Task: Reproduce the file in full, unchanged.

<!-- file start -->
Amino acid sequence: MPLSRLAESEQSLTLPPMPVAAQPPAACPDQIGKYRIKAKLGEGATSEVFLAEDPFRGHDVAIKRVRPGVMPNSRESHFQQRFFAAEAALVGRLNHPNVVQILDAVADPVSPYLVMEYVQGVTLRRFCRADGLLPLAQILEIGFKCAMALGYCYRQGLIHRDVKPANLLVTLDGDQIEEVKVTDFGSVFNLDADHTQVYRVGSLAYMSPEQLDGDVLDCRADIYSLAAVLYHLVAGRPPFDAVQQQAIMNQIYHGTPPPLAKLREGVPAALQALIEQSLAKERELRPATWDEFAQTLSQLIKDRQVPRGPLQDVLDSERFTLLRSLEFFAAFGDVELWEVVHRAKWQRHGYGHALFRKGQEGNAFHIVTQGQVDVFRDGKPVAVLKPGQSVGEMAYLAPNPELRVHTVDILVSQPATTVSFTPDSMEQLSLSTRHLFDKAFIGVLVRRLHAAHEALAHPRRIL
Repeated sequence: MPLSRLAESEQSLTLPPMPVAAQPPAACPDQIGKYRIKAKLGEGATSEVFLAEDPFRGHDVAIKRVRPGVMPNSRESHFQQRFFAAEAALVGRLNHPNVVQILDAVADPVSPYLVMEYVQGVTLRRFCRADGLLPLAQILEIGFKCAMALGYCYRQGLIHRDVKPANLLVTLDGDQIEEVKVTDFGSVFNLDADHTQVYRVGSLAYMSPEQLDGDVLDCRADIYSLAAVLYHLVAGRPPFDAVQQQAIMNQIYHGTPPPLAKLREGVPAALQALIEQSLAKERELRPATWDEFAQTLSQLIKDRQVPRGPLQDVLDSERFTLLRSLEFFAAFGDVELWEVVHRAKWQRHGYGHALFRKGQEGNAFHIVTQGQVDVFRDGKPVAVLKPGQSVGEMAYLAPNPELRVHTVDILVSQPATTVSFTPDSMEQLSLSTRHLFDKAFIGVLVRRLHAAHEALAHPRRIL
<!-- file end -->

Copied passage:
Amino acid sequence: MPLSRLAESEQSLTLPPMPVAAQPPAACPDQIGKYRIKAKLGEGATSEVFLAEDPFRGHDVAIKRVRPGVMPNSRESHFQQRFFAAEAALVGRLNHPNVVQILDAVADPVSPYLVMEYVQGVTLRRFCRADGLLPLAQILEIGFKCAMALGYCYRQGLIHRDVKPANLLVTLDGDQIEEVKVTDFGSVFNLDADHTQVYRVGSLAYMSPEQLDGDVLDCRADIYSLAAVLYHLVAGRPPFDAVQQQAIMNQIYHGTPPPLAKLREGVPAALQALIEQSLAKERELRPATWDEFAQTLSQLIKDRQVPRGPLQDVLDSERFTLLRSLEFFAAFGDVELWEVVHRAKWQRHGYGHALFRKGQEGNAFHIVTQGQVDVFRDGKPVAVLKPGQSVGEMAYLAPNPELRVHTVDILVSQPATTVSFTPDSMEQLSLSTRHLFDKAFIGVLVRRLHAAHEALAHPRRIL
Repeated sequence: MPLSRLAESEQSLTLPPMPVAAQPPAACPDQIGKYRIKAKLGEGATSEVFLAEDPFRGHDVAIKRVRPGVMPNSRESHFQQRFFAAEAALVGRLNHPNVVQILDAVADPVSPYLVMEYVQGVTLRRFCRADGLLPLAQILEIGFKCAMALGYCYRQGLIHRDVKPANLLVTLDGDQIEEVKVTDFGSVFNLDADHTQVYRVGSLAYMSPEQLDGDVLDCRADIYSLAAVLYHLVAGRPPFDAVQQQAIMNQIYHGTPPPLAKLREGVPAALQALIEQSLAKERELRPATWDEFAQTLSQLIKDRQVPRGPLQDVLDSERFTLLRSLEFFAAFGDVELWEVVHRAKWQRHGYGHALFRKGQEGNAFHIVTQGQVDVFRDGKPVAVLKPGQSVGEMAYLAPNPELRVHTVDILVSQPATTVSFTPDSMEQLSLSTRHLFDKAFIGVLVRRLHAAHEALAHPRRIL